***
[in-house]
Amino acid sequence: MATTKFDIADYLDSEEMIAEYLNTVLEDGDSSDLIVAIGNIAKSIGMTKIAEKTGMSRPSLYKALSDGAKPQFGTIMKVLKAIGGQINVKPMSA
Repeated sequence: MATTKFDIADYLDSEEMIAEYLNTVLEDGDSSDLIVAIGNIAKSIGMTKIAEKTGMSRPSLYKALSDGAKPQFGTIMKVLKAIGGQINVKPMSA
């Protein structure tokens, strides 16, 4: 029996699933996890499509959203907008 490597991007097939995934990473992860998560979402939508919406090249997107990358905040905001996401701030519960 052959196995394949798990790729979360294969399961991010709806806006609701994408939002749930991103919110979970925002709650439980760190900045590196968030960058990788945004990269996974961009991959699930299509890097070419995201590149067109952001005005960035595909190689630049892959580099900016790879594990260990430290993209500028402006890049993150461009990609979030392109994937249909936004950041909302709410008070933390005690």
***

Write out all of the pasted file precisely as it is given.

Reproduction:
[in-house]
Amino acid sequence: MATTKFDIADYLDSEEMIAEYLNTVLEDGDSSDLIVAIGNIAKSIGMTKIAEKTGMSRPSLYKALSDGAKPQFGTIMKVLKAIGGQINVKPMSA
Repeated sequence: MATTKFDIADYLDSEEMIAEYLNTVLEDGDSSDLIVAIGNIAKSIGMTKIAEKTGMSRPSLYKALSDGAKPQFGTIMKVLKAIGGQINVKPMSA
């Protein structure tokens, strides 16, 4: 029996699933996890499509959203907008 490597991007097939995934990473992860998560979402939508919406090249997107990358905040905001996401701030519960 052959196995394949798990790729979360294969399961991010709806806006609701994408939002749930991103919110979970925002709650439980760190900045590196968030960058990788945004990269996974961009991959699930299509890097070419995201590149067109952001005005960035595909190689630049892959580099900016790879594990260990430290993209500028402006890049993150461009990609979030392109994937249909936004950041909302709410008070933390005690």